January 2015 Bar Bulletin
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January 2015 Bar Bulletin

The New American Dream

By Fabiola Jimenez

 

With dust in his eyes, hope evaporated in the desert heat like the water in his jug. But he continued. He knew he had to make a final attempt to reach the promised land. Rationing his food and sleeping clear of any debris that might harbor snakes, he hiked through the dangerous terrain and made it. A young, naïve, poor boy from Mexico had finally made it to the United States.

My father's unrelenting determination is one of the many lessons he passed down to me. Through his tired and weary hands, I learned the value of hard work and the meaning of a strong work ethic.

The applications of these lessons have led to a path of fulfilling success. I am the first person in my family to earn an education beyond the third grade, the first person to have a job that did not require manual labor, and the first person in my family to attend law school. I am proud to say that I have set up a legacy of University of Washington graduates in my family.

Since the day my father set foot on U.S. soil, he never stopped working, whether it was pruning grape vines to picking cherries. I grew up knowing that my parents had left their homes to pursue their American dream; the dream of having a stable roof over their heads and food on the table. It is easy to overlook all the luxuries that surround us on a daily basis: running water, microwaves, homes made of concrete. But when you come from nothing, a simple dream of merely surviving is already above and beyond anything that you could imagine having.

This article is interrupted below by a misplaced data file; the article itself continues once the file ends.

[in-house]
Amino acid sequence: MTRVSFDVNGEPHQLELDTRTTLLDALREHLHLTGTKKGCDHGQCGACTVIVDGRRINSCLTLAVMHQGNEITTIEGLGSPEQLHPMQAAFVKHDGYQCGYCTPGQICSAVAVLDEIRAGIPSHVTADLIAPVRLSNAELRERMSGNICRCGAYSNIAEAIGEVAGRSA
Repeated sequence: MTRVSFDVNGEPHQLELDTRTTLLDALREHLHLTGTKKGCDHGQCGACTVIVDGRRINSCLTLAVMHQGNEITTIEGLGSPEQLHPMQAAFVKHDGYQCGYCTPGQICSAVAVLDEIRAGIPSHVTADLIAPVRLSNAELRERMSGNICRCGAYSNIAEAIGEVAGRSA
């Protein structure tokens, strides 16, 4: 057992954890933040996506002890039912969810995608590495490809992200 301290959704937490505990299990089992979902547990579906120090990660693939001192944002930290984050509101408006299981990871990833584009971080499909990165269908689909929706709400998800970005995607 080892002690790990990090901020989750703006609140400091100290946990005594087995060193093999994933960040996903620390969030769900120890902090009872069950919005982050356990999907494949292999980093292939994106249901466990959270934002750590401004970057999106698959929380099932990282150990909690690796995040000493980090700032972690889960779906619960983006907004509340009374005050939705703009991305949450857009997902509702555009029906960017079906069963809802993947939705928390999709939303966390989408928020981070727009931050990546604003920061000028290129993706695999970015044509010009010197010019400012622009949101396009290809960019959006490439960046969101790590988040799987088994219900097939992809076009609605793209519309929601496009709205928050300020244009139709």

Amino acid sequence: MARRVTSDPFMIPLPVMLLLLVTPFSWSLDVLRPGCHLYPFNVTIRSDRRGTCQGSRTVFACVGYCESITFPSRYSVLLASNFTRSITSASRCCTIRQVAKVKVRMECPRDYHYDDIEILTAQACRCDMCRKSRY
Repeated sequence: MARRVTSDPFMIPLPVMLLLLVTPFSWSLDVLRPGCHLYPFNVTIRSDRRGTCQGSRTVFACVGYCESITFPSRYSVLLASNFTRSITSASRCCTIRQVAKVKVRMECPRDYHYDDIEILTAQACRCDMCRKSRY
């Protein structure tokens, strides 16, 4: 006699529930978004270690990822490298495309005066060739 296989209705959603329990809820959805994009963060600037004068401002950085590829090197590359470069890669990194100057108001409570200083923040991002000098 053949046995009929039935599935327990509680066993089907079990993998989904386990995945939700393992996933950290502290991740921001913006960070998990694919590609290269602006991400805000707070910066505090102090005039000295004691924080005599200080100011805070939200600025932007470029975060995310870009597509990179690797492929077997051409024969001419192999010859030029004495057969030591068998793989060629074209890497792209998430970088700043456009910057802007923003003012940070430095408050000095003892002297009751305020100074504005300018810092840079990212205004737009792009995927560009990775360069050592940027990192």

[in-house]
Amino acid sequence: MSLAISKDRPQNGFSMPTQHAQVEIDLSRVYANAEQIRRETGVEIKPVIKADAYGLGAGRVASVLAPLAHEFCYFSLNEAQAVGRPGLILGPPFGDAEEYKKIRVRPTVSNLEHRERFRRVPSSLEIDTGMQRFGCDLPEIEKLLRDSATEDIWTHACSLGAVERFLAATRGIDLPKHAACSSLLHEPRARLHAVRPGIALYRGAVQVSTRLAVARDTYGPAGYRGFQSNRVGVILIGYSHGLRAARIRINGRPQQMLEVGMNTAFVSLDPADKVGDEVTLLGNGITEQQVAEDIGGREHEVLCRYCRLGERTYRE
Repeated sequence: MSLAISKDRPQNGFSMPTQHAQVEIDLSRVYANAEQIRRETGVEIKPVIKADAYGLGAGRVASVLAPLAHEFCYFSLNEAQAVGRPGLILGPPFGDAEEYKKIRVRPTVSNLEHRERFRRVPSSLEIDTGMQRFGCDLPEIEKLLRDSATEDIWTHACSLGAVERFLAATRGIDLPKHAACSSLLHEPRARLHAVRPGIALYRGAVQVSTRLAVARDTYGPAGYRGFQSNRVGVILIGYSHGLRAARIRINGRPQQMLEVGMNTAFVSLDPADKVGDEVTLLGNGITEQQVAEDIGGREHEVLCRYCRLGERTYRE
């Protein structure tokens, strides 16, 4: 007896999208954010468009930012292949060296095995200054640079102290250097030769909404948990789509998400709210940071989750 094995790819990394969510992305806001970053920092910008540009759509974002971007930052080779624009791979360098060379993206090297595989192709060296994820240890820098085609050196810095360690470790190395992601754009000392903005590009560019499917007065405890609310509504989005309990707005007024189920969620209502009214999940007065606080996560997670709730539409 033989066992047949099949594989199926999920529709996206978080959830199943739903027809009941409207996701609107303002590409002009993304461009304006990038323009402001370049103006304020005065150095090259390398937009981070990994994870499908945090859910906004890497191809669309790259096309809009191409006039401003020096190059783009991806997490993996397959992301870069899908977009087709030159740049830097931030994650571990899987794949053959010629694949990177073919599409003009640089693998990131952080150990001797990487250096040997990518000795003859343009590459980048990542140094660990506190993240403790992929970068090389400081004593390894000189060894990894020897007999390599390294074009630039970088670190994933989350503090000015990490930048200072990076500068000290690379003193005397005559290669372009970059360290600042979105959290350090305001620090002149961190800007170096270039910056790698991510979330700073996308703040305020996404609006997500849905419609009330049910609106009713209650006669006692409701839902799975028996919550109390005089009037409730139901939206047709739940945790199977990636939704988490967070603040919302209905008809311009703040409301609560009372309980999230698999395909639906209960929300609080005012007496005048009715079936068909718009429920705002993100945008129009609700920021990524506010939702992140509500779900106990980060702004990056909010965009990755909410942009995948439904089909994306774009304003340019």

Both of my parents not only held my siblings and me to a higher standard, they encouraged us to do our best every single day, in every aspect of our lives. They instilled in us the importance of being positive contributors to America and to be grateful for every day we were allowed to remain a family here on U.S. soil.

In the eyes of an immigrant, passion and courage of conviction get you very little in America. For the many years my father withered away in the sun, working the land that he called his sanctuary, he could not call it home. Legally, he did not exist and although he tried to hide behind a façade of contentment, the hurt was always prominent in his eyes.

My family endured years of many instances of racism, all because my parents could not speak English. And where others would turn to the law for refuge, we were left only to deal with the emotional scars because of my parents' fear of the law itself - a law that they only knew as a tool to break up families.

So, growing up, my dream was not to be a pop star or a famous movie actress. My heart and mind told me that I had to find a way to change my family's circumstance. I had to find a way to help others, who, just like my parents, wanted nothing more than a better life.


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